Most people’s first association with the word ‘improvisation’ is comedy. Their mind leaps straight to TV shows like Whose Line is it Anyway? But I believe learning how to improvise can help all of us off-stage too, especially when it comes to how we communicate. Improvisation is the art of acting without a script. And while, yes, this often happens on stage for entertainment, much of our work life is improvised-especially our conversations. Therefore, ‘improv’ is a great place to look for insights into how to have better dialogues with your colleagues, stakeholders, and customers.
Counter-intuitively, improv performers like those on Whose Line? focus first and foremost on listening rather than speaking. They go on stage with no idea of what is going to happen next and, in an environment of such uncertainty, listening is one of the few things they can control. Also, by focussing on the other person’s ideas on-stage, it takes the pressure off a little. Like all effective communication, it all begins with listening.
Yet we are rarely taught how to listen. The closest we get is perhaps a short workshop on ‘active listening’ at work. However, many of the behaviours we are taught with active listening-such as nodding, smiling, and making encouraging noises while the other person speaks-are not essential for good listening. In fact, you could be doing all those behaviours while thinking about something else entirely.
Here are two listening tips from improv that do make a difference. First, the next time you have a conversation, pay attention to what is going through your mind when the other person is speaking. So often we aren’t really listening, we are waiting to respond. We are stuck in the script in our heads, forming a rebuttal of some sort. Instead, focus on staying present and listening to the end of the other person’s sentence before thinking about what you want to say next.
The second tip builds from this level of presence. How do you know someone has listened to you? It is by what they do with what you have said. Improvisers define listening as the willingness to be changed. If you are really listening, the other person’s words should land on you and change your response. Without that, you aren’t relating to the person in front of you, you are talking at them.
Let’s look now at how you listen better to your customers and stakeholders.
How to listen better to customers
For improvisers, feedback from our audience is absolutely crucial. We create our shows in dialogue with them. When they laugh at something that’s been said on stage, they are saying: “We like this, do more of it.” When they don’t laugh, they are saying: “Not for us, please try something new.” In a very real sense, the audience help us write the script. We co-create the comedy with them.
Off-stage, this principle holds too. If you don’t listen to your audience, you are ignoring a huge resource. Customer feedback is an incredible gift if you are willing to listen to it without assumption or judgement. Charlotte Langley, Brand & Communications Director at Bloom and Wild, told me how they have put this principle into action:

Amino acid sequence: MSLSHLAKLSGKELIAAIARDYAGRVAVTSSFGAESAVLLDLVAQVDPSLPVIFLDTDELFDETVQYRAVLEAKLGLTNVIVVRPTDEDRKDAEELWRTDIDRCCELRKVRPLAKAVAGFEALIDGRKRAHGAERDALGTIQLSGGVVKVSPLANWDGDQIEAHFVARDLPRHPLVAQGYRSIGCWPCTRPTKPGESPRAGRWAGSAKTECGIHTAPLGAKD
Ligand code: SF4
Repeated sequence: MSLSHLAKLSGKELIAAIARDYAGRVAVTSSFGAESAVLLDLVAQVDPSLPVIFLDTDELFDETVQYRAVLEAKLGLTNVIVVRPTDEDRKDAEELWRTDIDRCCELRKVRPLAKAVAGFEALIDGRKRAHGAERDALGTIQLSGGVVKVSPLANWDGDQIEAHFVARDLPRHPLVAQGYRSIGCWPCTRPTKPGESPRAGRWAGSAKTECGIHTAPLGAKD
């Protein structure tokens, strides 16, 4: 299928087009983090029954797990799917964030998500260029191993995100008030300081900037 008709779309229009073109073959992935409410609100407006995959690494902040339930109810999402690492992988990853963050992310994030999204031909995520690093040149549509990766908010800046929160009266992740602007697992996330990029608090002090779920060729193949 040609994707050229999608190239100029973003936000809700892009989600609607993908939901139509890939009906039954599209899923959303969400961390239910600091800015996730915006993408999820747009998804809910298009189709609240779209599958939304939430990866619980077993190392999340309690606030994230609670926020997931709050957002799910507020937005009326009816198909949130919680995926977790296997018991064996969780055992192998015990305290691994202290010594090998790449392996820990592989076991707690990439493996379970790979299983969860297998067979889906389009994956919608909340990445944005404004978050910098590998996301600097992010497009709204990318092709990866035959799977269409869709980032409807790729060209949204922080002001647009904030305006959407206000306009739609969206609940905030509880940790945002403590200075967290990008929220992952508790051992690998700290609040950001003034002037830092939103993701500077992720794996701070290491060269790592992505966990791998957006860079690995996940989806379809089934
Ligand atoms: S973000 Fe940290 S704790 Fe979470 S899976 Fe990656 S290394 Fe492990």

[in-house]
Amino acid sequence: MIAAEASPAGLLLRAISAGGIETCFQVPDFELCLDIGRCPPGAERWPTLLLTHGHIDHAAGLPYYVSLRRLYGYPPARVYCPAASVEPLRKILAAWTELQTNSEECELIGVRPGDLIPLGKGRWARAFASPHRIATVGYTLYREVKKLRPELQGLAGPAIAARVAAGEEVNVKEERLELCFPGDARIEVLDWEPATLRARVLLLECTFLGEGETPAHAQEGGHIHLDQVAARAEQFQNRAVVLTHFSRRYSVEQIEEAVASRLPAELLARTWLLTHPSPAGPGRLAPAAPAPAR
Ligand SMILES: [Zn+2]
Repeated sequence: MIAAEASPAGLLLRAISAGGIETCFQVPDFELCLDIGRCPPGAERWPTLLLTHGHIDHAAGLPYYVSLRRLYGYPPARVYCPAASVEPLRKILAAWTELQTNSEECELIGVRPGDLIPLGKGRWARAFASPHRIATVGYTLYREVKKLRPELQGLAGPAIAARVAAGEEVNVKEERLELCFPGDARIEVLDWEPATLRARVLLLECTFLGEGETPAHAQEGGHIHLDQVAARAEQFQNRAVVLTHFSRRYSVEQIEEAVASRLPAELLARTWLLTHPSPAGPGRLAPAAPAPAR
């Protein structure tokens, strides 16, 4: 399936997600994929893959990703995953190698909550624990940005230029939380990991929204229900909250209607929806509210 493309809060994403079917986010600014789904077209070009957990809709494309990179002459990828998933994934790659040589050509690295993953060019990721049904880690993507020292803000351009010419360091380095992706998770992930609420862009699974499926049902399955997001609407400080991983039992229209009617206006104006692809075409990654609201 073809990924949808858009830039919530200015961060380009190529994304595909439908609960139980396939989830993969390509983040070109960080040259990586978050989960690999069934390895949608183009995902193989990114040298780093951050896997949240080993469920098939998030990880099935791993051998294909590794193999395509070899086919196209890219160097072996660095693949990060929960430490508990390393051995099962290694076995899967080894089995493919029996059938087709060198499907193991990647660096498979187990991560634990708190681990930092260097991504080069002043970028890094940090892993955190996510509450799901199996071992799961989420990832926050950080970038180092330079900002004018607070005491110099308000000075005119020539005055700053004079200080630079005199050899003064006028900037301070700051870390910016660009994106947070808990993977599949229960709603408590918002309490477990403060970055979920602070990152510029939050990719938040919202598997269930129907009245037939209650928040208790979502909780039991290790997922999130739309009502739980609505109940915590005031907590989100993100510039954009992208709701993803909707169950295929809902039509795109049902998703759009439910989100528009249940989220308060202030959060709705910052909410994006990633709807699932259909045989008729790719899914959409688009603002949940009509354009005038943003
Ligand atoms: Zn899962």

“As a florist, Mother’s Day is clearly a big event in our calendar. But in 2018 a few customers emailed our Customer Delight team to ask if they could be unsubscribed from our emails over the period, as they found it difficult receiving marketing around Mother’s Day. We had stumbled on an insight: loss, grief and other difficulties were a real issue for many people when it came to certain occasions. Now we offer all customers the opportunity to opt out of marketing around these occasions and have formed the Thoughtful Marketing Movement to inspire other businesses to do the same. And it all began with listening!”
When was the last time you spoke in depth to a customer? What if you brought them into the development of your product, service, or idea? How might you use social media, surveys, and other digital tools to do that?
Listening to stakeholders
So often the challenge in communication with stakeholders is overcoming conflict. Improvisation offers a useful tool here: ‘Yes, and.’ The best way to show you how this works is in an example. Say someone says the following to you:
‘We need to make the social media content more distinctive’.
You could respond in two ways. Which is the more collaborative choice?
A: ‘Yes, but…distinctive to who? It’s about the audience, surely?
B: ‘Yes, distinctiveness is important. And…it would also be good to keep the audience front and centre too when we interpret it.’
The word ‘but’ gets you into an argument. When the other person hears ‘but’ they stop listening to you and start trying to defend their position. Therefore, you want to avoid ‘Yes, but’ if you can. Alternatively, the ‘Yes’ in a ‘Yes, and’ style response affirms the other persons perspective and feelings. (Although it doesn’t have to agree with them.) Then the ‘And’ is a bridge into your point of view. It allows you to make the same point as you did with the ‘Yes, but’ response, but offers a less emotionally provocative bridge into it. It is inclusive rather than combative.
Most of all, ‘Yes, and’ is a technique that slows your brain down so that you are mindful in how you disagree with others. It allows you to respond rather than simply react. And in the heat of the moment, that skill can be crucial in maintaining strong relationships moving forwards.
Max Dickins is author of Improvise! Use the Secrets of Improv to Achieve Extraordinary Results at Work which is out now. He is co-director of improvisation training company Hoopla! Hoopla run improv classes, shows and corporate training.